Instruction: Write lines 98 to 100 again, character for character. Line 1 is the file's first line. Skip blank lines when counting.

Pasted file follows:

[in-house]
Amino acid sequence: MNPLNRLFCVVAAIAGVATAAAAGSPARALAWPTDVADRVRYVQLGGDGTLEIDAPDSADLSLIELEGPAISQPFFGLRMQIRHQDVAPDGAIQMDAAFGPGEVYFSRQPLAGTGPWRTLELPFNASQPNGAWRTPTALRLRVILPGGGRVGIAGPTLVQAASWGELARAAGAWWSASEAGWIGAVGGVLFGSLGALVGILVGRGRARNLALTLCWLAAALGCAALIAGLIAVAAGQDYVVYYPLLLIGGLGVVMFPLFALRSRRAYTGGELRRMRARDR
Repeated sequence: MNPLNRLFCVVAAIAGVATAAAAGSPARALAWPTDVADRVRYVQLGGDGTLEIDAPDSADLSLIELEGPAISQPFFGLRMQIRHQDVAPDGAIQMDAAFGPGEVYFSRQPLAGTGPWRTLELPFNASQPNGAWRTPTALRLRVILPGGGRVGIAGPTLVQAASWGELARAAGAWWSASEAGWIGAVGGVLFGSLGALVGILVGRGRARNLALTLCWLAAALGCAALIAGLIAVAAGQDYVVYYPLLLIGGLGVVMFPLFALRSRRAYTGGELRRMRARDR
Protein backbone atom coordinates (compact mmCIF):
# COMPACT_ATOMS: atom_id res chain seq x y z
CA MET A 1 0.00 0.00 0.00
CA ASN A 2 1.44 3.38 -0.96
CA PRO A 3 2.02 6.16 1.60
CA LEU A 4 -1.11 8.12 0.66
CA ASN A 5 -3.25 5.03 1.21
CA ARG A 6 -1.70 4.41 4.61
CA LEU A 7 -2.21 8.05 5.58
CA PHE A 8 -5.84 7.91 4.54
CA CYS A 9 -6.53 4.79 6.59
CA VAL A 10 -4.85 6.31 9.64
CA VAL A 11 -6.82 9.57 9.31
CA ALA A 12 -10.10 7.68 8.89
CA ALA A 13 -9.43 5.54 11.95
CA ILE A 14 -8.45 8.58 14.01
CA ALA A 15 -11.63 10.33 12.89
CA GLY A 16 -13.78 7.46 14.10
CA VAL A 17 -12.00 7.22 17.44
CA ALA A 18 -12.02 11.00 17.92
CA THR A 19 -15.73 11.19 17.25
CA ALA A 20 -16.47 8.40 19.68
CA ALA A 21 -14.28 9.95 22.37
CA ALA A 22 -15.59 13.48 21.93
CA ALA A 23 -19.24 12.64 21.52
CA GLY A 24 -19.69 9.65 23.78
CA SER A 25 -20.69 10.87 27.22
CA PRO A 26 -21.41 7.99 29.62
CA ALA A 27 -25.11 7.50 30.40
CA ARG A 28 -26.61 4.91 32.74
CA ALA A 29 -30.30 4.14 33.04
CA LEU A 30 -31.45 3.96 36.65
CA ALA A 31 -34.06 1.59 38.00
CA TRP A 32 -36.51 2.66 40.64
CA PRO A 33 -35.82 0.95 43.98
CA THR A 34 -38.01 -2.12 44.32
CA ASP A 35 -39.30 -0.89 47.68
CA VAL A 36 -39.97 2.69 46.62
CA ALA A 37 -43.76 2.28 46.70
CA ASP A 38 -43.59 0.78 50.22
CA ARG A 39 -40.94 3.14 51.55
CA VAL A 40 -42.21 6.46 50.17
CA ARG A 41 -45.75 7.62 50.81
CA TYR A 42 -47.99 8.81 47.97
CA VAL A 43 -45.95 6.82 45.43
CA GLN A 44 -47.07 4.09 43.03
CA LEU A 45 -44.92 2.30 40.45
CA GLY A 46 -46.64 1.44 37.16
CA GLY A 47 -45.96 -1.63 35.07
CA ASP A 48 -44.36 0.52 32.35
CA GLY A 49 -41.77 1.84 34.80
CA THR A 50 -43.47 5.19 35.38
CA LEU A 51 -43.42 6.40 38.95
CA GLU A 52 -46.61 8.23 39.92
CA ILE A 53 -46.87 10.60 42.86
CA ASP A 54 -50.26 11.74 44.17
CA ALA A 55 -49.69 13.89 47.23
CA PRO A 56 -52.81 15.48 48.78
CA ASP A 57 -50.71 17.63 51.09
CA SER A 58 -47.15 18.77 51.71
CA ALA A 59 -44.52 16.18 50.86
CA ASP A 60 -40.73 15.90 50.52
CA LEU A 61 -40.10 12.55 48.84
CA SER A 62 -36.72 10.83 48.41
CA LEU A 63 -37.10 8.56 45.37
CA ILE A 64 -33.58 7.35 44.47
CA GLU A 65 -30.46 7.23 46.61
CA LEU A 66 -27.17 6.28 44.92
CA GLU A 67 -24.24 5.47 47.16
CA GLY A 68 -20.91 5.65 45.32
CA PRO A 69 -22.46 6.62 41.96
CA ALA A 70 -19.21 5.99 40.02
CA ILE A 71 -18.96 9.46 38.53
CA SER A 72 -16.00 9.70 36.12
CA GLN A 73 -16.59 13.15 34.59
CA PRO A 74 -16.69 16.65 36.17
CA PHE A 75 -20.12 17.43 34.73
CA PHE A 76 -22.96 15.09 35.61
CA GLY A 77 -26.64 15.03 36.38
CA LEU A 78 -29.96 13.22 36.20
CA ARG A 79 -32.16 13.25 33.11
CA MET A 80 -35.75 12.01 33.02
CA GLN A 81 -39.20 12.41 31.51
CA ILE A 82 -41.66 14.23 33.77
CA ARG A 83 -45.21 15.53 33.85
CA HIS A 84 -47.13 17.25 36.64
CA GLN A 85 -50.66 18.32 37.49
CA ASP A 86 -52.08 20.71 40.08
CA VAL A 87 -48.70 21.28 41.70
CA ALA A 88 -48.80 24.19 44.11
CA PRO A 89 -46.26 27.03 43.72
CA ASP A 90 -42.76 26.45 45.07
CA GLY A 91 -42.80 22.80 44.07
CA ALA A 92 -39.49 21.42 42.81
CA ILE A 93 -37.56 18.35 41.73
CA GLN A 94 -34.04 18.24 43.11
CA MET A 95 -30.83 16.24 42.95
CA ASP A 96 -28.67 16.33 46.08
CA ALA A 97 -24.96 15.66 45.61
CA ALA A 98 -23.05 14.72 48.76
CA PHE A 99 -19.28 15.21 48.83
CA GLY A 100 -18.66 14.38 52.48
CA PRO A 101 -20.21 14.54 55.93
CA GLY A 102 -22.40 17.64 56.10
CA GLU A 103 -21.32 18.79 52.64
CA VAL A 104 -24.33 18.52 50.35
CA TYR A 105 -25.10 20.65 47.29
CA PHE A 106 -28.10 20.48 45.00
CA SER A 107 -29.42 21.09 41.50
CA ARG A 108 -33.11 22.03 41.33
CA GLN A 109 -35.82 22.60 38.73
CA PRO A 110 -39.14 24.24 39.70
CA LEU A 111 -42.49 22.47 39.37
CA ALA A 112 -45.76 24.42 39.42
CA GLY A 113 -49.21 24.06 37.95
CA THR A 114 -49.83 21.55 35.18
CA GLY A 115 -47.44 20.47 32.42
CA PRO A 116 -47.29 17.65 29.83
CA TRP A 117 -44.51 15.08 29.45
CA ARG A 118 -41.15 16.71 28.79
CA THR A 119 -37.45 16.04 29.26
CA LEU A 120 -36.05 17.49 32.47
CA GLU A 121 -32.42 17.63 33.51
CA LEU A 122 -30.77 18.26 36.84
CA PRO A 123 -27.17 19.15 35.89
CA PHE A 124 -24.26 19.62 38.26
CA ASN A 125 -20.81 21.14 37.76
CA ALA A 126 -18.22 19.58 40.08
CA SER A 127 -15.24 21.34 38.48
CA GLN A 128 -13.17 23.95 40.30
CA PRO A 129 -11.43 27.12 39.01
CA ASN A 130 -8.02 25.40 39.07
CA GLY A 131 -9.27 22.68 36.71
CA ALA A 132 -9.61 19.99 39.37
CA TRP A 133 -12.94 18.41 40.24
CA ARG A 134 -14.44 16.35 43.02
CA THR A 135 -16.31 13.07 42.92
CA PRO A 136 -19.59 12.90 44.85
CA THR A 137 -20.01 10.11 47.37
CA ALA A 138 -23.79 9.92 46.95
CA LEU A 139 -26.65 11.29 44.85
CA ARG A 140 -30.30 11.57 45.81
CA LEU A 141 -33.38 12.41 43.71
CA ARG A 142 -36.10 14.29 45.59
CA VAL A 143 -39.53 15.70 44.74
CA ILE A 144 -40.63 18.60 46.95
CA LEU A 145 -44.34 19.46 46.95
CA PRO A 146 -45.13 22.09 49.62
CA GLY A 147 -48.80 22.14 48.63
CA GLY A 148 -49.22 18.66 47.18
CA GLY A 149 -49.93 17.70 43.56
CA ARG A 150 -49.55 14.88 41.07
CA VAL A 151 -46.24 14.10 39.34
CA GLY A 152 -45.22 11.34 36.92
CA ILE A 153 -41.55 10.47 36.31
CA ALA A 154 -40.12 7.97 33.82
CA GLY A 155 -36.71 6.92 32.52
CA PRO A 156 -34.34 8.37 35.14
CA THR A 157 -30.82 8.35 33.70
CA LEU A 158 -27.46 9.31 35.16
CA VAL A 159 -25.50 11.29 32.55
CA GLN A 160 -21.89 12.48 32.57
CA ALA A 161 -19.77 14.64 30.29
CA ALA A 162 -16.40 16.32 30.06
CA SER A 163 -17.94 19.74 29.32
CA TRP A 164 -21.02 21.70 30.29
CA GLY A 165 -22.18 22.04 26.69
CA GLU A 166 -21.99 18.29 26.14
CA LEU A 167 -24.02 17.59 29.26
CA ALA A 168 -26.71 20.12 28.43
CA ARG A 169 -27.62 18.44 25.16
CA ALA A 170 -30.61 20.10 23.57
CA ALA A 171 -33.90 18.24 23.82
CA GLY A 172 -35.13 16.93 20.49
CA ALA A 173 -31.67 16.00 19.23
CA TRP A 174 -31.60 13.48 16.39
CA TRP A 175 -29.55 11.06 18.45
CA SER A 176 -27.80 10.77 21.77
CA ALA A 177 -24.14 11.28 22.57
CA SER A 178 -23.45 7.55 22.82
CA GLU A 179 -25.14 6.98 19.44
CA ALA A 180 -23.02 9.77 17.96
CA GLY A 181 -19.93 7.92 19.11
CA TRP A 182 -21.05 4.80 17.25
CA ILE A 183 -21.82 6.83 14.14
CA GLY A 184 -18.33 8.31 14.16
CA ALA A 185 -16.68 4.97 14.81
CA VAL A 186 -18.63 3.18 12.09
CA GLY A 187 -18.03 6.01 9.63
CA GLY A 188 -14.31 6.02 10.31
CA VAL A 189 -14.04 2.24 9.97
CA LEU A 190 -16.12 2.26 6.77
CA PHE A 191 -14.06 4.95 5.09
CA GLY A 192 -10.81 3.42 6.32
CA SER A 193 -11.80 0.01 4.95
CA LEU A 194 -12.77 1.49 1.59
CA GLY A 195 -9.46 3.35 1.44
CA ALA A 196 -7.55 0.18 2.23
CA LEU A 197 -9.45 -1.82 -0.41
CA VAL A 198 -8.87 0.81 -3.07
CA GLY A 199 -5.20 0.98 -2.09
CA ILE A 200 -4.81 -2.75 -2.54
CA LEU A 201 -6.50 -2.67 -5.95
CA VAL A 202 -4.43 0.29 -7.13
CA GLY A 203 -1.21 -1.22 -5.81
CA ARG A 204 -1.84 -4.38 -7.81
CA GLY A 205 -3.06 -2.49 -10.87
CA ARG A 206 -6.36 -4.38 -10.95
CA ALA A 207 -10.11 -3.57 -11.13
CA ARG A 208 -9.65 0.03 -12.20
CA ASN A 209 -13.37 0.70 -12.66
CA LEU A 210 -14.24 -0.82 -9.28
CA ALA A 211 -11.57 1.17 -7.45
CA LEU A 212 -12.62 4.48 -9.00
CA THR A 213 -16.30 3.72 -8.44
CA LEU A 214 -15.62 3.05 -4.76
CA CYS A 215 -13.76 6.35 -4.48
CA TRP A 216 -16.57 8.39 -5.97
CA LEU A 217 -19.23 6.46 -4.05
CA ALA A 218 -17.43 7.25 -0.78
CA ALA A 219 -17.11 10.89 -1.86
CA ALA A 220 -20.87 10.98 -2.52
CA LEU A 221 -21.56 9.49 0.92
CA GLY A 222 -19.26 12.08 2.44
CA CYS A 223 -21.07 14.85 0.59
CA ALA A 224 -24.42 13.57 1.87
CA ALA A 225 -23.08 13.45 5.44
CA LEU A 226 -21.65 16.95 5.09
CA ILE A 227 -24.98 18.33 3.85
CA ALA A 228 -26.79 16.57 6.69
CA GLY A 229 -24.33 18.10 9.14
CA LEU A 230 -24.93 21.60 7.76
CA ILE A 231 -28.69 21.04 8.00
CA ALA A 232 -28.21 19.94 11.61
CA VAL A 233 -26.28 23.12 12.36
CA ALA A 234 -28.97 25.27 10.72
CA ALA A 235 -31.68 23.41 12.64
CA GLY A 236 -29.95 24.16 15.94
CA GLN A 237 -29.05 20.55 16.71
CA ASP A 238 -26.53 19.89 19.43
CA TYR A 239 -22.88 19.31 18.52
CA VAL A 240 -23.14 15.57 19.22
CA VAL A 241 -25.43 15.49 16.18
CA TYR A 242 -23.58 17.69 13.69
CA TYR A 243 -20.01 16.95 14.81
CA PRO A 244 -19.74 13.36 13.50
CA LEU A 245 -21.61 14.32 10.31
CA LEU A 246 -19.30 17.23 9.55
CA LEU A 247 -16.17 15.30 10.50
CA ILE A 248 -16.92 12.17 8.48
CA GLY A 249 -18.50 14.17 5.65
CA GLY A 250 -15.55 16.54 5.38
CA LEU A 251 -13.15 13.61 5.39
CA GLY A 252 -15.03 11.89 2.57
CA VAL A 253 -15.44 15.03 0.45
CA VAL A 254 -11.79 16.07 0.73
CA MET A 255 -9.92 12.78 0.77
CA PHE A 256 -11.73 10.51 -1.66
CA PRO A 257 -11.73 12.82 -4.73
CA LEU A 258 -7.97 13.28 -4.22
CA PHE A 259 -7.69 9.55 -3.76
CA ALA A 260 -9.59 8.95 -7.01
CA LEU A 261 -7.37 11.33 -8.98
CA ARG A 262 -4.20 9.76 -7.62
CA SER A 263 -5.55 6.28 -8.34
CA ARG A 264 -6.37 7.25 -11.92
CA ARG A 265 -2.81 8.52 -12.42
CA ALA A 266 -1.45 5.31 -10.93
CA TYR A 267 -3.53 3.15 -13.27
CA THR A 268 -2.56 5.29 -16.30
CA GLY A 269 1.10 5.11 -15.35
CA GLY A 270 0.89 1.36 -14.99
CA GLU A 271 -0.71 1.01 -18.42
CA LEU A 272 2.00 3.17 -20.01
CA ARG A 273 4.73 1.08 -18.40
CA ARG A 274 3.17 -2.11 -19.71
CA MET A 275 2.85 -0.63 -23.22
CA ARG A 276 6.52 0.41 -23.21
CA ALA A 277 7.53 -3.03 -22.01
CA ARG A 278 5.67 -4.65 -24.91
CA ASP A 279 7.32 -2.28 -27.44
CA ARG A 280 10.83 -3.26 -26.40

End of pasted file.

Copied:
CA ILE A 93 -37.56 18.35 41.73
CA GLN A 94 -34.04 18.24 43.11
CA MET A 95 -30.83 16.24 42.95